This dedicated foreign agent has contacts with overseas publishers and also has sub-agents in each country and has the clout of the bestsellers behind her if she likes your book.
So imagine this sub-agency in say Paris, who works with ten agencies out of New York and another dozen from around Europe and another dozen from other parts of the world. That’s the agency your book goes into in Paris from the dedicated foreign agent in your agency, with thousands of other books, all published in one country or another. Yup, those agents are going to give your book special attention without some special reason. Nope, afraid not, unless it is a bestseller or has something special or has a powerful sub-agent pushing it.
By the way, sometimes these overseas agents are called “agent networks” or something similar depending on how your agent wants to sugarcoat it to make it sound better to you.
Dedicated New York Foreign Agency. Now, let’s go back to New York and focus on the #2 or #3 level agency. Say a #2 Agency has 300 clients, a #3 agency might have 50 to 100 clients. (All numbers rounded and that varies from agent to agent.)
Now this dedicated foreign agency contracts with thirty to fifty New York agencies to handle their overseas submissions. This dedicated foreign agency can be dealing with upwards of 5,000 or more writers, all producing published works. See why about all they can do is send lists? And, of course, the bestsellers in those client agencies get all the attention, as they should. Duh.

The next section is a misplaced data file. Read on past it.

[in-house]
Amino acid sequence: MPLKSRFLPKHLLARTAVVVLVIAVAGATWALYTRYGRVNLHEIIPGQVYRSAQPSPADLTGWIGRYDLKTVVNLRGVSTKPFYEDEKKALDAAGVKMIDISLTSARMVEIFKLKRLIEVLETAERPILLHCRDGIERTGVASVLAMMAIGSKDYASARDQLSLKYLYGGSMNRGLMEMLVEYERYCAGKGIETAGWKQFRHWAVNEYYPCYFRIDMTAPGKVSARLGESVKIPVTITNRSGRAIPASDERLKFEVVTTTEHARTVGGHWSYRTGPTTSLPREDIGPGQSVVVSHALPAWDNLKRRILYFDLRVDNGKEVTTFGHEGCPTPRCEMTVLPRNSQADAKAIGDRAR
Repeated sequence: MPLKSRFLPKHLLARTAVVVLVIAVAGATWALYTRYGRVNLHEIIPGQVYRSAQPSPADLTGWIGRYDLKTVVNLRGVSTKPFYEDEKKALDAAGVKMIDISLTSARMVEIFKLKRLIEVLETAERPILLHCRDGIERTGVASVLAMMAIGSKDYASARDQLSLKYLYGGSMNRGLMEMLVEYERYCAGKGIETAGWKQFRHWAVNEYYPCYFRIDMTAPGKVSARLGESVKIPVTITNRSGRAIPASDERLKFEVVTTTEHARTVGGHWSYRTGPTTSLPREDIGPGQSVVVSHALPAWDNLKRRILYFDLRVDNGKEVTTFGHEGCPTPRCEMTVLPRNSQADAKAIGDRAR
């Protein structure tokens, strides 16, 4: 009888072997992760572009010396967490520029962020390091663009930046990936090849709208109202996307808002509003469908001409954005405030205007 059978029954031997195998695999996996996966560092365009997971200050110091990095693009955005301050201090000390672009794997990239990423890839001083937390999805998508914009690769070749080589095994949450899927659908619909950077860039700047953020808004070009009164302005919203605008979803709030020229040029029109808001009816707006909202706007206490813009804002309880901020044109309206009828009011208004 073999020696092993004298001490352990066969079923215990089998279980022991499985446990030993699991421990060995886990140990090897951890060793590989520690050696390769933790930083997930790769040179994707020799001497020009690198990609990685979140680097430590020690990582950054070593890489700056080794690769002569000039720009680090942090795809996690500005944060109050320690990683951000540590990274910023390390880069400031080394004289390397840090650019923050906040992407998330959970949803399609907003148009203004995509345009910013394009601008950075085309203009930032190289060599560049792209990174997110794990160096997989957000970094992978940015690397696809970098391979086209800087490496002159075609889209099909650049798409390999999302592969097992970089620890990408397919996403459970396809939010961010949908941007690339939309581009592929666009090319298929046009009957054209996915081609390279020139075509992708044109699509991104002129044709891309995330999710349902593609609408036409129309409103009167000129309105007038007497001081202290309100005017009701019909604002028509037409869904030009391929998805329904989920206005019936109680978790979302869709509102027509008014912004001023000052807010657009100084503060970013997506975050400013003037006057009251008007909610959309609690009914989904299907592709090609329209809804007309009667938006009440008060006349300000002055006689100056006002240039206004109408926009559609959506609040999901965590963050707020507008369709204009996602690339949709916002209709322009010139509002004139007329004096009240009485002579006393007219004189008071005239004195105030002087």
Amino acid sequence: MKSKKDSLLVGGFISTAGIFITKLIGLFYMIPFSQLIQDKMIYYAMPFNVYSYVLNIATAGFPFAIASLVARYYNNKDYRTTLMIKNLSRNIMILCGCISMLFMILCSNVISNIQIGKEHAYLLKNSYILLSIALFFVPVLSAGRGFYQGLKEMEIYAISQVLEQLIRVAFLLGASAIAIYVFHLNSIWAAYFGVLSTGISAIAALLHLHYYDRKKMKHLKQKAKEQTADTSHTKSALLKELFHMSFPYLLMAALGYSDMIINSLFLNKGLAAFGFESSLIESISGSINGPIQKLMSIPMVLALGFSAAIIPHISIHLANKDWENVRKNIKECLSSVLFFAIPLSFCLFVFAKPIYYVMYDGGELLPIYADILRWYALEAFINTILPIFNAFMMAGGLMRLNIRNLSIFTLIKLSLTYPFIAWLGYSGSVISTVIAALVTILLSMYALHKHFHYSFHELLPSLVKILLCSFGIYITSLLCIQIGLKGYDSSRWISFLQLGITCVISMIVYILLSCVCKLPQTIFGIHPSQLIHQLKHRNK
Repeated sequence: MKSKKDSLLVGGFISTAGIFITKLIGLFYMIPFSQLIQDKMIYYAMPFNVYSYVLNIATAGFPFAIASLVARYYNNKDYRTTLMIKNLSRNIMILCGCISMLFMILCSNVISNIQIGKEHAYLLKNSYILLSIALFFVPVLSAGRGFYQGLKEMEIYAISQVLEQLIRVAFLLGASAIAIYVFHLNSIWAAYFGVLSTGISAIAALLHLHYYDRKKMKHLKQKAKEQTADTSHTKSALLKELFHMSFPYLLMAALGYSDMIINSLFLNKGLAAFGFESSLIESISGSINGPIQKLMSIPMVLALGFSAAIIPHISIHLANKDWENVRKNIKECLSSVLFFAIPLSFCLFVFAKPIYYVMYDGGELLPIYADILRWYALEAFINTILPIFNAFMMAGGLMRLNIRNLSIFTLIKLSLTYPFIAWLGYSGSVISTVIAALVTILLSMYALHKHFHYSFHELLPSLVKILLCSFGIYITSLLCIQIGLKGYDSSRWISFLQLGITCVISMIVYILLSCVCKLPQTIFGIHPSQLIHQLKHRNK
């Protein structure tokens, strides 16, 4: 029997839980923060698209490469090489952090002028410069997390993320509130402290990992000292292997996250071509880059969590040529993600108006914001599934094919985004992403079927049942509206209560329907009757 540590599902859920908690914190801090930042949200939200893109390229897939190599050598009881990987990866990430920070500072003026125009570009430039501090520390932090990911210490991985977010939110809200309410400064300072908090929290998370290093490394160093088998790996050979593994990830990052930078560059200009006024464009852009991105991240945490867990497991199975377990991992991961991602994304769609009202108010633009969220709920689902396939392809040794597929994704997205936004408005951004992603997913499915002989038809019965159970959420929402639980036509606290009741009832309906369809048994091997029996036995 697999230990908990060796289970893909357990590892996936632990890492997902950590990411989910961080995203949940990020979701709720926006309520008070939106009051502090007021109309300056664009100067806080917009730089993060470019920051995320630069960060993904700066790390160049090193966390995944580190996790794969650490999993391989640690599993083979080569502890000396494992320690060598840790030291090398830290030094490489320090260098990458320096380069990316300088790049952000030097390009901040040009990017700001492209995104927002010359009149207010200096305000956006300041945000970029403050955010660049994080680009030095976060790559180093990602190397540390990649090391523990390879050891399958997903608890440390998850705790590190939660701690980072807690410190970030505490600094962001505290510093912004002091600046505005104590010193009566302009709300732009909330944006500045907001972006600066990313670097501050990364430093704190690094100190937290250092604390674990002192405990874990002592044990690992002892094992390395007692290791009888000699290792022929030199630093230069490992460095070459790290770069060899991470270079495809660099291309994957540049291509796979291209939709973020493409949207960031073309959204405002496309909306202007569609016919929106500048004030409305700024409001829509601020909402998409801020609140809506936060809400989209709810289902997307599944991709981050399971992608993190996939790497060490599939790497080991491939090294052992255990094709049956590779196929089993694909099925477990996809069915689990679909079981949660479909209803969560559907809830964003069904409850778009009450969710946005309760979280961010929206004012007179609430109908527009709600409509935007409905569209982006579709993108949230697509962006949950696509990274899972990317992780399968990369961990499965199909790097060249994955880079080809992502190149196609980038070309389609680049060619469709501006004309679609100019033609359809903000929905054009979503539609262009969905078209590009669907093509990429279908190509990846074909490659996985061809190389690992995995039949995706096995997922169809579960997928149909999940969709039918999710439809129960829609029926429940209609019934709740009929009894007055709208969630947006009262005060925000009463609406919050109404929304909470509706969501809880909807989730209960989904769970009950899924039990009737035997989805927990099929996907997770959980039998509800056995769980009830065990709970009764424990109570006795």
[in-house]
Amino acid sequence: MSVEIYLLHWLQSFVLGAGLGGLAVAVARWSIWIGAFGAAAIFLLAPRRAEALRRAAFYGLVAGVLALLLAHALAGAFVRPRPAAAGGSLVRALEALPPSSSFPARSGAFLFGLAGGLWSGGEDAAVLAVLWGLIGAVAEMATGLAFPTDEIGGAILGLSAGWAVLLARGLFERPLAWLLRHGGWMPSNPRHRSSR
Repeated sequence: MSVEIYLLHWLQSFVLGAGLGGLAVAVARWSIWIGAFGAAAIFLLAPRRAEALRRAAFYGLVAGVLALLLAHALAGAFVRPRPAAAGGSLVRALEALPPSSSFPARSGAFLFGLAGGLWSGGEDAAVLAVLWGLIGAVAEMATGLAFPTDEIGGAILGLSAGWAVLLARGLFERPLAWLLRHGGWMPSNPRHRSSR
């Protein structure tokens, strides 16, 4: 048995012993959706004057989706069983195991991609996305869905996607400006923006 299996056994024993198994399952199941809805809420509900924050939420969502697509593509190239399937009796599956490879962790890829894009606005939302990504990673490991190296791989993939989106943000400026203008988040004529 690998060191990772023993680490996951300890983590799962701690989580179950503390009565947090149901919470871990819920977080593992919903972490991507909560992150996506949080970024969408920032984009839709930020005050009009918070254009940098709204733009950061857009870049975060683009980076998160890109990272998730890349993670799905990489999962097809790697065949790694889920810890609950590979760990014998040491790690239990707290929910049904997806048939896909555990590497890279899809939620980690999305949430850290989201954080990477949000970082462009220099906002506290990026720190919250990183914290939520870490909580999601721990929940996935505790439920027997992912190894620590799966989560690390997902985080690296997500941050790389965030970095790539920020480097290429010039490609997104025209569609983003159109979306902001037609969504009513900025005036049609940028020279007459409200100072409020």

The key is to ask when you hire an agent. If they send your book to another agency, I would run like the wind from that agent. It’s a deal-breaker for me. The agency either has an in-house foreign agent or the agent has a track record of selling overseas herself.
How to get around the Ugly Numbers?
Same way you do selling a book to New York of course. In this modern world of internet, it is very easy to find and contact an overseas publisher. You might be surprised, if you are businesslike and have a track record and a book that fits their program, how welcoming they will be.
Or you can just jump the New York step and contract agents in each country directly.